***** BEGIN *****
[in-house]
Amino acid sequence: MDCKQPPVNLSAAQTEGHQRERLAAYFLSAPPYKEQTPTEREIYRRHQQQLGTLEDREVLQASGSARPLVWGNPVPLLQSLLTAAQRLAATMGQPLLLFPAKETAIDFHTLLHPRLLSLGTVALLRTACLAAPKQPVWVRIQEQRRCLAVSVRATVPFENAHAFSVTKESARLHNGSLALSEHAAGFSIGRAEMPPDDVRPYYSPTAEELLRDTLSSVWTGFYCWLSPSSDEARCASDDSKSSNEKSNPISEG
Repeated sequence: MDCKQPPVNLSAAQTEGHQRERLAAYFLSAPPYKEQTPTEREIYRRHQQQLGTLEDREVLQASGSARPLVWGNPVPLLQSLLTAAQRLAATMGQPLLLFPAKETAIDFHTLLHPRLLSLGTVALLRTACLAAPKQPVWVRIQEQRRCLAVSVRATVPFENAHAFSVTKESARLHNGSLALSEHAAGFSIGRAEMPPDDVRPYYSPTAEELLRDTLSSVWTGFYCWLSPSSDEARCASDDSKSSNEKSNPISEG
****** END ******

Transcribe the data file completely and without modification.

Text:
[in-house]
Amino acid sequence: MDCKQPPVNLSAAQTEGHQRERLAAYFLSAPPYKEQTPTEREIYRRHQQQLGTLEDREVLQASGSARPLVWGNPVPLLQSLLTAAQRLAATMGQPLLLFPAKETAIDFHTLLHPRLLSLGTVALLRTACLAAPKQPVWVRIQEQRRCLAVSVRATVPFENAHAFSVTKESARLHNGSLALSEHAAGFSIGRAEMPPDDVRPYYSPTAEELLRDTLSSVWTGFYCWLSPSSDEARCASDDSKSSNEKSNPISEG
Repeated sequence: MDCKQPPVNLSAAQTEGHQRERLAAYFLSAPPYKEQTPTEREIYRRHQQQLGTLEDREVLQASGSARPLVWGNPVPLLQSLLTAAQRLAATMGQPLLLFPAKETAIDFHTLLHPRLLSLGTVALLRTACLAAPKQPVWVRIQEQRRCLAVSVRATVPFENAHAFSVTKESARLHNGSLALSEHAAGFSIGRAEMPPDDVRPYYSPTAEELLRDTLSSVWTGFYCWLSPSSDEARCASDDSKSSNEKSNPISEG